The Palestinians could use some Trump pressure

Obama was a sensible, understanding guy.  He knew the limits of American power and was careful not to overstep them.

Iran installs uranium-enrichment centrifuges, engages in nuclear warhead design, develops long-range missiles?  Mr. Obama, realizing the unstoppable will of the Iranians to build an atom bomb, bowed to the inevitable and wisely decided on palliative measures, negotiating a ten-year delay in production of Iranian weapons, granting in exchange legality to the Iranian nuclear project.

Bashar Assad uses chemical weapons, which Mr. Obama warned him not to use?  Realizing how little a U.S. military strike would achieve, Mr. Obama wisely refrained from retaliating.

North Korea is hell-bent on putting the U.S. within its nuclear range?  With great wisdom, Mr. Obama realized that nothing could be done to stop it and did nothing.

To judge by the Tomahawk strike on the Syrian airfield from which Assad's latest chemical attack was launched, by his ordering a carrier group to move within striking distance of North Korea, by his rhetoric of putting Iran on notice that its violations will no longer be observed with a blind eye, it looks as if Mr. Trump is not as understanding as Mr. Obama was and is not willing to just wisely accept the inevitable. In fact, he clearly appears to think nothing is inevitable, that events can be controlled, outcomes shaped, and bad actors restrained and neutralized.

Given that kind of philosophy, Mr. Trump's approach to the Arab-Israeli conflict is one of today's hot topics.  After all, he just hosted Palestinian president Abbas; in a couple of weeks, he will go on his first overseas trip, visiting among other places Saudi Arabia and Israel.  The moment of truth for his pledge to move the American embassy from Tel Aviv to Jerusalem is fast approaching: early June is when signing of the waiver for that move is due.  Will he sign it, or won't he?  Will he heed Arab pleas, buttressed by darkly hinted threats of resulting Palestinian violence?  Or will he fulfill his promise to his Jewish and Evangelical supporters?

I suggest we look at this question from a different angle, asking: How will the move of the U.S. embassy to Jerusalem affect the prospect of Israeli-Palestinian negotiations and settlement of the Arab-Israeli conflict?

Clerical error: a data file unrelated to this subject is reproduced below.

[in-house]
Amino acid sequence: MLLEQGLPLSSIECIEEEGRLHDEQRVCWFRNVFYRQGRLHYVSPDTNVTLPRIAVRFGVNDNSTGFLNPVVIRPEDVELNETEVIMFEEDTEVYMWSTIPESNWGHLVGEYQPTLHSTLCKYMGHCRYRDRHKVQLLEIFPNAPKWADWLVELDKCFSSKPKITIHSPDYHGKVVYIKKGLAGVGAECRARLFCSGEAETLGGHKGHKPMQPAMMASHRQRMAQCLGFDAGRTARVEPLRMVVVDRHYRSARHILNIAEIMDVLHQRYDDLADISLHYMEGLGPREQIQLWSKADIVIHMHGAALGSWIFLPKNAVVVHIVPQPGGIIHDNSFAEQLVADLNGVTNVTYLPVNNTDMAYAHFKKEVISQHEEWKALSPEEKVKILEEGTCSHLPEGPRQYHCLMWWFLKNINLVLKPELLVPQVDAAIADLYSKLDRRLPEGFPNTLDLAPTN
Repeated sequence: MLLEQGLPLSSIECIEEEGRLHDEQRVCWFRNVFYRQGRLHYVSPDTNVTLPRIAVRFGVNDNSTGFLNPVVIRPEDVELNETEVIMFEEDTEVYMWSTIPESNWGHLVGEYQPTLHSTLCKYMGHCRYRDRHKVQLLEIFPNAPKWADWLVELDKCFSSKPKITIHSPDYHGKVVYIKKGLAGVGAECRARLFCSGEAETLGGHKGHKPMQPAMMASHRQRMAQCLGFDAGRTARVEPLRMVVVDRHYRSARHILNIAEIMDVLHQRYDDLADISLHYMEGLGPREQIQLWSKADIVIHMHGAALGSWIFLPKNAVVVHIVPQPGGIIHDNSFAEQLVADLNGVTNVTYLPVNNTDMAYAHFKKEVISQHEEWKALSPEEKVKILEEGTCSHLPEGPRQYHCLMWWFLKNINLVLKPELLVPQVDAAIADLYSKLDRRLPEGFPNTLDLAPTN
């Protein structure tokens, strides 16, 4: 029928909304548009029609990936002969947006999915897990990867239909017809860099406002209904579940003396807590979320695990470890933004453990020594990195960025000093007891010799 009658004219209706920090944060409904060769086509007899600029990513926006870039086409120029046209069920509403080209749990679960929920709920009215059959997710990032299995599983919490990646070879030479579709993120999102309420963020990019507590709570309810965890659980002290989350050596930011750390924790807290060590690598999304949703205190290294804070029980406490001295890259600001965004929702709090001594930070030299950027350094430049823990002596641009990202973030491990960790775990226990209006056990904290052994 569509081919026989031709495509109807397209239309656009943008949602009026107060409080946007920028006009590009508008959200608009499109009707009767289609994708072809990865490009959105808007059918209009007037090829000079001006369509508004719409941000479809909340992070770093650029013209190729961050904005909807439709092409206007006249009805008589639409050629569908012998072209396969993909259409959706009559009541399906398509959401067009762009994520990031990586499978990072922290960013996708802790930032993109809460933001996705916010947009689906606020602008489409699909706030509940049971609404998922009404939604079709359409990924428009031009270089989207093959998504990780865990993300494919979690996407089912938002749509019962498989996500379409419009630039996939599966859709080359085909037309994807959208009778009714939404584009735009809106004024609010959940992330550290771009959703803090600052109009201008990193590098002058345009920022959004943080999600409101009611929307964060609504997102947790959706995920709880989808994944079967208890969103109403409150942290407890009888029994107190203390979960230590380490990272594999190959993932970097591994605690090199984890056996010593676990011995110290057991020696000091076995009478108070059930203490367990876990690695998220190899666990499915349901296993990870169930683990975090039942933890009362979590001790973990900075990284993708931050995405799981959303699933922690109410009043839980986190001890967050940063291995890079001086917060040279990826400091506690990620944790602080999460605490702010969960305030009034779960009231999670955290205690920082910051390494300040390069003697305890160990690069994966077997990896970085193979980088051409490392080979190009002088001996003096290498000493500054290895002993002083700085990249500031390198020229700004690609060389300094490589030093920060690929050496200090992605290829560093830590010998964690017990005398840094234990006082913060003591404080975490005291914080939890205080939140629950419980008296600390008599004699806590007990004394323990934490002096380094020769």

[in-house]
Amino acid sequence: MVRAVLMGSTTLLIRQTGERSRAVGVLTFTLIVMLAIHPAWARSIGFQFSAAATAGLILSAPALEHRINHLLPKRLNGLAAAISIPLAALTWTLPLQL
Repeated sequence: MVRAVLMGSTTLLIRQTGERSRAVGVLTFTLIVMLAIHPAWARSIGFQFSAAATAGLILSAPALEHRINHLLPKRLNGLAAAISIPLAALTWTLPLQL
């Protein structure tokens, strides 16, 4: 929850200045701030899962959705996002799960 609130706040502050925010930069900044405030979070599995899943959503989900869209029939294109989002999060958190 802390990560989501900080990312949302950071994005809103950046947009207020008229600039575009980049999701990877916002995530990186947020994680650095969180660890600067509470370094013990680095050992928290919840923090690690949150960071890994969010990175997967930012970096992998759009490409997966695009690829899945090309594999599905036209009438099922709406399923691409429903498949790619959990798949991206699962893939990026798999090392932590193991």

Both sides want particular outcomes.  From the extensive history of previous attempts at negotiating the conflict, we can easily reverse-engineer those ultimately desired results.  Since, in the past, Israelis put on the table various proposals to end the conflict, we can reasonably conclude that they ultimately want security and official recognition of legitimacy and legality of the Jewish state.

From persistent declining of those offers by the Palestinians, and from their avoiding negotiations whenever possible, we learn that the Palestinian goal is to not grant Israel that legitimacy and security.  In fact, it is clear from Palestinian demands that settlement construction stops before negotiations even start, from their unwavering demand of the "right of return," from saturation of Palestinian media and textbooks with anti-Israel incitement, it is clear that Palestinians hope to eventually roll Israel back.  Clearly, their strategy is twofold: on the one hand, freeze Israel's progress and movement, and on the other, chip away at it at every opportunity.  The changes would thus go in a single direction – that of diminishing of Israel.  It is thus only a matter of time and patience.  Bound hand and foot during an Israel-friendly American administration and actively diminished during unsympathetic, Obama-style ones, Israel will inevitably come to an end.       

This being the Palestinian calculation, what should the sensible response be?

To continue stroking Palestinian grievances, waiting patiently for yet another generation of Palestinians to come to their senses – the approach taken during the last seventy years?  Given how entrenched, and well supplied, Palestinians are (their leader, Mr. Abbas, is feted in every capital of the world, and Palestinians themselves are fed, clothed, and housed by the U.N.), I see no reason why they would change their stance.

But how about sending Palestinians a clear signal that their stalling tactic that holds regional peace and progress hostage will no longer be tolerated?

Moving the U.S. embassy to Jerusalem would be that signal.  It would tell the Palestinians that their strategy of gradual encroachment is no secret, and will not succeed – that they should either negotiate, and get something in return (that something being not the destruction of Israel, which they so fervently hope for, but merely the ability to have decent lives), or be left behind.

Mr. Trump's reaction to Assad's poison gas attack did not topple the regime; it did not even do much physical damage.  Yet it was a clear signal that the U.S. administration's patience with Assad's use of chemical weapons is over.  It was merely a warning shot.  And looks as though it was heard – Mr. Assad has not resorted to chemical weapons since.

Moving the U.S. embassy to Jerusalem – a mere logistical move, a change in geographic location of a building – would likewise be a mere signal.  It would be a signal that Palestinians should abandon their hopes for destroying Israel and come to the negotiating table, resolving the conflict. 

And if they persist in their intransigence, too bad.  They will be simply left behind.